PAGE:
"You miserable, little insignificant rat," he cried. "I could crush you, but you are not worth it. But to show you that I am not afraid of any of you, there, and there!"
As he said these two words with emphasis, he struck out from the shoulder, not at the little man, but at the two biggest men in the regiment, and felled them like logs to the ground.
A cry of rage went up from their comrades, but bullies are cowards at heart, and while Samson glared around at them, no one made a move.
The matter was reported to the officer, and Samson was placed under arrest. When the inquiry was held the officer expressed his astonishment at the fact that Samson hit two men who had nothing to do with the insult he had received, while the real culprit had been allowed to go unpunished.
"They deserved it," said Samson, sullenly, "for what they had done before. I could not strike the little man. I should have killed him."
"Silence!" cried the officer. "You must not answer me like that."
"I shall answer you as I like," said Samson, doggedly.
The officer sprang to his feet, with a lithe rattan cane in his hand, and struck the insubordinate soldier twice across the face, each time raising an angry red mark.
Before the guards had time to interfere, Samson sprang upon the officer, lifted him like a child above his head, and dashed him with a sickening crash to the ground, where he lay motionless.
A cry of horror went up from every one present.
"I have had enough," cried Samson, turning to go, but he was met by a bristling hedge of steel. He was like a rat in a trap. He stood defiantly there, a man maddened by oppression, and glared around helplessly.
Whatever might have been his punishment for striking his comrades, there was no doubt now about his fate. The guard-house was a rude hut of logs situated on the banks of the roaring stream. Into this room Samson was flung, bound hand and foot, to await the court-martial next day. The shattered officer, whose sword had broken in pieces under him, slowly revived and was carried to his quarters. A sentry marched up and down all night before the guard-house.
In the morning, when Samson was sent for, the guard-house was found to be empty. The huge Breton had broken his bonds as did Samson of old. He had pushed out a log of wood from the wall, and had squeezed himself through to the bank of the stream. There all trace of him was lost. If he had fallen in, then of course he had sentenced and executed himself, but in the mud near the water were great footprints which no boot but that of Samson could have made; so if he were in the stream it must have been because he threw himself there. The trend of the footprints, however, indicated that he had climbed on the rocks, and there, of course, it was impossible to trace him. The sentries who guarded the pass maintained that no one had gone through during the night, but to make sure several men were sent down the path to overtake the runaway. Even if he reached a town or a village far below, so huge a man could not escape notice. The searchers were instructed to telegraph his description and his crime as soon as they reached a telegraph wire. It was impossible to hide in the valley, and a rapid search speedily convinced the officers that the delinquent was not there.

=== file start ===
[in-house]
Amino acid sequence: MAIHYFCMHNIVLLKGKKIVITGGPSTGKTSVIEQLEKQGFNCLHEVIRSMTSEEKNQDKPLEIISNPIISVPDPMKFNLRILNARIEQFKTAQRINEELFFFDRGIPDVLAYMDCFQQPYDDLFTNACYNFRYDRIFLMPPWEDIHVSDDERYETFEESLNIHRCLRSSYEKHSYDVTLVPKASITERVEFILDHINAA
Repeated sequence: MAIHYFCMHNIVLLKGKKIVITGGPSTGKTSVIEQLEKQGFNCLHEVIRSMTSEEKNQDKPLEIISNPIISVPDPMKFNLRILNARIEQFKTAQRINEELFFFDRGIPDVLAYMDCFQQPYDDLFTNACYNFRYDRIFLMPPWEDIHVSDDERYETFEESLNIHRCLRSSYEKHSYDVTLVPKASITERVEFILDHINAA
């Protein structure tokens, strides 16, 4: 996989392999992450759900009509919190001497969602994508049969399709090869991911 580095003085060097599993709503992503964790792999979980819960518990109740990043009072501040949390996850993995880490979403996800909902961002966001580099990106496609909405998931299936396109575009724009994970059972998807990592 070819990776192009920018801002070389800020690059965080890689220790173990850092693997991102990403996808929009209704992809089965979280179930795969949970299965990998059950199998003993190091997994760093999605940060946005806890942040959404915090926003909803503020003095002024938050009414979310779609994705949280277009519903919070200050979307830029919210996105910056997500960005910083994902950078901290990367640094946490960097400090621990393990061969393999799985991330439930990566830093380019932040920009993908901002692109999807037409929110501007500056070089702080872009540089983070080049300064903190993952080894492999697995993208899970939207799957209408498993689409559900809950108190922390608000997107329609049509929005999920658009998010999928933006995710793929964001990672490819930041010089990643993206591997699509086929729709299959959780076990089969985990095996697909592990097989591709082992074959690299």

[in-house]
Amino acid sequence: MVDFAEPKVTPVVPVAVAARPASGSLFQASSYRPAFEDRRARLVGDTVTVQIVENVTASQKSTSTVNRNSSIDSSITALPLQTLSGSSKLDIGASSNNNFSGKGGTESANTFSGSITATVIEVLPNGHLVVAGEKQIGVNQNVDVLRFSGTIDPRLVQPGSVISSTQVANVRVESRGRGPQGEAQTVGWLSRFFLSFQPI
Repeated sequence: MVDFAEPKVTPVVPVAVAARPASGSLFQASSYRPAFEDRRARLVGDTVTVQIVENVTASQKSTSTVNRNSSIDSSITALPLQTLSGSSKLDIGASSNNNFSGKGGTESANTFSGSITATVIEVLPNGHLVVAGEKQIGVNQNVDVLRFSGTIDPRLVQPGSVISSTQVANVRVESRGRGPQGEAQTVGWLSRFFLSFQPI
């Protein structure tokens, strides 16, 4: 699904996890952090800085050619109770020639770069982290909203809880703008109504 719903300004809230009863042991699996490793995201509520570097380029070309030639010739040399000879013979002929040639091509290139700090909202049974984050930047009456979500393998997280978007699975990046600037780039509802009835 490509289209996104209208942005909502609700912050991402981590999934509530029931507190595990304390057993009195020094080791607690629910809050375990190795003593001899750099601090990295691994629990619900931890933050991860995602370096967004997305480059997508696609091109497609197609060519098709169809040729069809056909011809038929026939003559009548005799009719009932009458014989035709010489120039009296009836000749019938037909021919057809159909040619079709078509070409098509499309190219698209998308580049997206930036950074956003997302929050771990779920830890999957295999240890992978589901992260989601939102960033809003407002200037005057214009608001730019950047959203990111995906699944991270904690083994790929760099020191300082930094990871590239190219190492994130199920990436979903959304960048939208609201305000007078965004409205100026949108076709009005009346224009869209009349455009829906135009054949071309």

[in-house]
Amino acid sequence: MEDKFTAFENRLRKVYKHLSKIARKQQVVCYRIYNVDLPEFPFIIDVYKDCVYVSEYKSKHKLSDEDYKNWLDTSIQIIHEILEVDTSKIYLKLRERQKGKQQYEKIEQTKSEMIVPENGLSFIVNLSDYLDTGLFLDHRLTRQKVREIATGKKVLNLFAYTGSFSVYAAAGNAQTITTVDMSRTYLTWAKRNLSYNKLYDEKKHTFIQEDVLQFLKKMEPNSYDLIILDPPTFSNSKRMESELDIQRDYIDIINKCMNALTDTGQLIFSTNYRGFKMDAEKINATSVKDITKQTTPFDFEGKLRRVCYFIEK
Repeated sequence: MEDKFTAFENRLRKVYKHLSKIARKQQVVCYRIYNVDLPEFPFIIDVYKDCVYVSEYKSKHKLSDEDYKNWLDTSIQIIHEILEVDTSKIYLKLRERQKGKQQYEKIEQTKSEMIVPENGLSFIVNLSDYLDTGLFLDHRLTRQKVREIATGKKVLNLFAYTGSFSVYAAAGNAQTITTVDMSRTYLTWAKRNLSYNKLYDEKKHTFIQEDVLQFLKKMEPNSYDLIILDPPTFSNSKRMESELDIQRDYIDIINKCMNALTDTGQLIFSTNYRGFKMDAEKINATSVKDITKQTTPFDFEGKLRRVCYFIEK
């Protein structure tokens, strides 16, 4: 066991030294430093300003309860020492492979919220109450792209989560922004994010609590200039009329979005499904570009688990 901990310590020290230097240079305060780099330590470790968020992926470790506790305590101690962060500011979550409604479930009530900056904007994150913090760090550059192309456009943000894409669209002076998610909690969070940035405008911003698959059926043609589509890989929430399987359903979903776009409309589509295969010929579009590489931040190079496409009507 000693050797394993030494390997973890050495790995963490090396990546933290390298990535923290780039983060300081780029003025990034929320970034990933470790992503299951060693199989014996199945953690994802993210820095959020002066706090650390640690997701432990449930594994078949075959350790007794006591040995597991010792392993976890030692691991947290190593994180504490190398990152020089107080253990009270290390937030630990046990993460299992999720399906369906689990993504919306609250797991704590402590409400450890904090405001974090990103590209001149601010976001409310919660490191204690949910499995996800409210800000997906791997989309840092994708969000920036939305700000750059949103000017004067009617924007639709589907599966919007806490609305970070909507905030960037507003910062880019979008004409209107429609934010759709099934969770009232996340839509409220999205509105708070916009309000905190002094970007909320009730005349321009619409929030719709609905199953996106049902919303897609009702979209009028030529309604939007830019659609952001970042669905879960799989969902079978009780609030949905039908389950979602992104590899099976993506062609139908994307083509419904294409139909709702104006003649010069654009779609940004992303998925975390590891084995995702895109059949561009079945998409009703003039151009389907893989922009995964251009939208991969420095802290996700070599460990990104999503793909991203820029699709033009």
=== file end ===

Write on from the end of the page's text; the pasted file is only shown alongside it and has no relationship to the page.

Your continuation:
As the sun rose higher and higher, until it began to shine even on the northward-facing snow fields, a sharp-eyed private reported that he saw a black speck moving high up on the great white slope south of the valley. The officer called for a field-glass, and placing it to his eyes, examined the snow carefully.
"Call out a detachment," he said, "that is Samson on the mountain."
There was a great stir in the camp when the truth became known. Emissaries were sent after the searchers down the pass, calling them to return.
"He thinks to get to Italy," said the officer. "I did not imagine the fool knew so much of geography. We have him now secure enough."
The officer who had been flung over Samson's head was now able to hobble about, and he was exceedingly bitter. Shading his eyes and gazing at the snow, he said--
"A good marksman ought to be able to bring him down."
"There is no need of that," replied his superior. "He cannot escape. We have nothing to do but to wait for him. He will have to come down."
All of which was perfectly true.